Building a Helperbot
Part 3: Improving Search Accuracy
In part 1, I built a simple front-end concept for a chatbot named Helperbot.
In part 2, I built out my idea for a a fully functional backend that can use Helperbot. Then I created a very basic concept for making the bot actually respond to user input with somewhat-relevant answers.
Next, I’m going to try to improve the accuracy of Helperbot’s search results.
There’s a couple big issues with how the search was implemented at the end of the last post. To recap what search looks like right now:
- 1) I’m breaking the user message apart into an array of the words in the message.
- 2) Then I’m iterating each element through a query using `like` and wildcards to try to find a pattern match within the current projects’ FAQ’s.
- 3) If there is a match, the match gets appended to a response array which gets returned back to Helperbot.
- 4) Also somewhere in the mix, I’m running the search query through a filter to try to strip all generic words.
It only takes a few tests to see that this approach is pretty error prone.
First of all, because the current search is passing each keyword individually, and because the bot is currently responding with the first matched item in the array, it only takes a single word used in two different FAQ answers to potentially throw off the accuracy of the search results.
Also, going back to my test I set up to filter generic terms – if a single word slips past my generic keyword bank, and if that same word happens to exist in any less relevant answers, it can easily throw off Helperbot’s response accuracy.
So now, a quick example to demonstrate why this sucks.
Let’s say a project has these 3 FAQ’s:
-“How do I get started?”
-“How do I create an FAQ”
-“How do I launch a project?”
And let’s say a user searches for the following:
“How do I create a project?”
Based on the current settings, if the search runs through “How do I create an FAQ” before “How do I launch a project?” and matches based off the word “create”, the first response the bot will provide is the FAQ response even though the user wanted to know about projects.
Or if any of the words ‘how’, ‘do’, or ‘i’ aren’t in my generic word filter, the bot might respond by telling the user how to get started, which is irrelevant to their actual question.
So that’s not great..
I think I could modify the current approach by adding a series of AND/OR’s into the query to search for multiple parts of a string, where the logic might be a little more like this:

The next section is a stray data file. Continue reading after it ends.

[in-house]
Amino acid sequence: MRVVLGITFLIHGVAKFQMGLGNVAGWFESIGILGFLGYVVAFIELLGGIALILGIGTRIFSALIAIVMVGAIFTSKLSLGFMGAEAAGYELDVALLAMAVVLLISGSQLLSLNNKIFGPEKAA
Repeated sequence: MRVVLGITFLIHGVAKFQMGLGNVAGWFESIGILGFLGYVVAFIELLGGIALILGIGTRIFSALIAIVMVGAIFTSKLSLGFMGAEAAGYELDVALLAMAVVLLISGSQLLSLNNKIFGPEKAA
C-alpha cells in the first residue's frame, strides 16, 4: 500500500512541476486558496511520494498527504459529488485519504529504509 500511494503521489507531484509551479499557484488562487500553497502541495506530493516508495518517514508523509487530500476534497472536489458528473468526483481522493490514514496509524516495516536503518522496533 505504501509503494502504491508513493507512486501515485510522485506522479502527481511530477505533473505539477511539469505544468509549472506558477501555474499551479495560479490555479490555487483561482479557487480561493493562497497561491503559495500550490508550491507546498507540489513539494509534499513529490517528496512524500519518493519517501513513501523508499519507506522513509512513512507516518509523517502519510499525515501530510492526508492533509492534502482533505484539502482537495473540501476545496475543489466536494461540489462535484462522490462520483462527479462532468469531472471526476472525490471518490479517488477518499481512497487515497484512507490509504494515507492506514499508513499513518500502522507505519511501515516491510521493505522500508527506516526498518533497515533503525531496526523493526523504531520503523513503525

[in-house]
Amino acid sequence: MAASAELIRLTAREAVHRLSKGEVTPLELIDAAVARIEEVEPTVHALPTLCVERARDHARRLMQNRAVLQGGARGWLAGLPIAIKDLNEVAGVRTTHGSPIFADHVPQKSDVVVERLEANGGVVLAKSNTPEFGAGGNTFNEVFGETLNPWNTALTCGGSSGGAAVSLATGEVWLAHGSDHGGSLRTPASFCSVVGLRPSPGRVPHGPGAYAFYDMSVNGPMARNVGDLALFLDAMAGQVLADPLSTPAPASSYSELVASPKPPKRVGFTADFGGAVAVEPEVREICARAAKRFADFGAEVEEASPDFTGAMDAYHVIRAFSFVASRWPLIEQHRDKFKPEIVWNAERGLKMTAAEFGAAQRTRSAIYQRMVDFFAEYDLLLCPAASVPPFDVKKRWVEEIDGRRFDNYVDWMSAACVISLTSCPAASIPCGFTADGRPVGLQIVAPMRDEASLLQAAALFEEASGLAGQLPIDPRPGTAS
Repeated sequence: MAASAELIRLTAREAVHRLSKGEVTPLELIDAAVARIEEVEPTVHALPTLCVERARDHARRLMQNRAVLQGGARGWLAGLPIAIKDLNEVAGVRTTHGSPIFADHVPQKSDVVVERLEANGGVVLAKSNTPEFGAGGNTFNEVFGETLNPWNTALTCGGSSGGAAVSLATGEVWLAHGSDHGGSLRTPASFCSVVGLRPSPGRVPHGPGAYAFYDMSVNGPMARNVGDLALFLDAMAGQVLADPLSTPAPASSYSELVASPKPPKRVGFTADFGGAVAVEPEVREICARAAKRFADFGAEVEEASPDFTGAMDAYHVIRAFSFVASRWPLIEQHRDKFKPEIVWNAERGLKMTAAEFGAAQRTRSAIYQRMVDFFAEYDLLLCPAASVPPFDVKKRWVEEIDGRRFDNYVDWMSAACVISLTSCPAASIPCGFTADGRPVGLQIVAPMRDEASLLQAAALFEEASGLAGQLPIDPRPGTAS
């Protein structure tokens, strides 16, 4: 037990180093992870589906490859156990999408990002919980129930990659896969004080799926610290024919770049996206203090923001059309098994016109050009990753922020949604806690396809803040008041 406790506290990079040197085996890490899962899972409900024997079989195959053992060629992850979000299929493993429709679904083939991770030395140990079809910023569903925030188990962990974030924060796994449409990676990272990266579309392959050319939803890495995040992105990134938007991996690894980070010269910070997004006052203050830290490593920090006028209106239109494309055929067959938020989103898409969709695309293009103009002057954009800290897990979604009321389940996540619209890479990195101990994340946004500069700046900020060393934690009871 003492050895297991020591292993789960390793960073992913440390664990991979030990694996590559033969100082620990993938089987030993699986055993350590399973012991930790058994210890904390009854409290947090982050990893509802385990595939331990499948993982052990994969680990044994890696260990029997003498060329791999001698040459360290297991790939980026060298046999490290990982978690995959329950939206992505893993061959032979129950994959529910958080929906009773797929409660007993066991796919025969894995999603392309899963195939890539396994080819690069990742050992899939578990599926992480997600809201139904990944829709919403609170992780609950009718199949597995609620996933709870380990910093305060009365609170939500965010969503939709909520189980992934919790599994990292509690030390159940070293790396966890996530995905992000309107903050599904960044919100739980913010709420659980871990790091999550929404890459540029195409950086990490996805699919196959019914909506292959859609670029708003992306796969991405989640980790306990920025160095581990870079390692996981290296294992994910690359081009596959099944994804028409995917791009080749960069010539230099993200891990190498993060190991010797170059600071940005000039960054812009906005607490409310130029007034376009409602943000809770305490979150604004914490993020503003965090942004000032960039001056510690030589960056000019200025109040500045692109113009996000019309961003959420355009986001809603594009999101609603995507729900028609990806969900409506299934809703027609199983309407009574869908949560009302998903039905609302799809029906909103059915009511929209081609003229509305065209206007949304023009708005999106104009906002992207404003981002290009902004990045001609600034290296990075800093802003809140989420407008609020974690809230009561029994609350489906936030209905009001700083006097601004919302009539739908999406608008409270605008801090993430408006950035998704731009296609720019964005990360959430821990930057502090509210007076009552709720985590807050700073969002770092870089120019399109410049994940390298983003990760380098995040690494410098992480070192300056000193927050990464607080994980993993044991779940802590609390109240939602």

But instead of that I think I want to scrap the whole generic filter thing, scrap the keyword search, and do some sort of full text search instead.
After a little research, I’m going to try to use pg_search for this next test and use what they call ‘search scopes’.
I’m kind of learning as I go here, but from what I can tell this will be better for natural language search and should sort the resulting matches by relevance to the query.
That means that until/unless I figure out a more natural way for the bot to display multiple responses(if there’s more than one match), the first result that he returns should be the most relevant.
So Let’s Go
I’m already using postgresql, so setting up pg_search in my project looks like it should be pretty simple.
First, I’ll just add the gem:
Then I’ll include pg_search and add a search method to the model I want to use this on with ‘pg_search_scope’:
That should be all I need to set up this new test. Now I should be able to use my new search method on the project faqs.
Putting it to the test
Finally it’s time to test our new search accuracy out. To test for more complex matching, I’m going to create 3 different FAQ’s with very similar language but focused on 3 completely different topics.
1) How do I get started?
2) How do I create a project?
3) How do I add a new faq?
Now remember, I removed the generic words filter, so if I was still testing the v1 approach the “how do I” that is in each question here would completely destroy any search accuracy.
If that wasn’t the case, the search could still easily be thrown off.
If, for example, you asked Helperbot “how do I create an FAQ?”, the match for ‘create’ as a keyword could trigger Helperbot’s first response to be about creating projects instead of creating FAQ’s.
However now, several of these problems should theoretically be resolved.
To test this hypothesis out, I’m going to feed Helperbot some mixed questions, like:
-“How do I add my first project to my account?”
-“How do I create an FAQ?”
That’s pretty cool!
This approach is definitely a big step up from the first test.
But after running through a few more complex test questions, it looks like there’s still some room for improvement.
My first thought was to try to add and run pg_search in the topics class before the FAQ’s class (recall FAQ’s are grouped under topics/sections within a project) to try to narrow down the group of searchable FAQ’s into a more targeted segment:
But this actually had a negative impact on the quality of Helperbot’s responses. So I’m scrapping that approach for now.
My next idea was to go back to the pg_search documentation to see what I else I might do.
Weighting & Keywords
Looking back at the documentation, there’s actually a way to weight how important each field is to the search.
What that means is that I can add an extra, optional “keyword” field to the form for when you create a new Q/A.
Then in my FAQ model I can modify my pg_search method to make sure that if a keyword exists, it outranks the other fields being searched in the table:
With these tweaks, Helperbot is now able to respond to questions with impressive accuracy.
You can check out helperbot live and create your own projects here.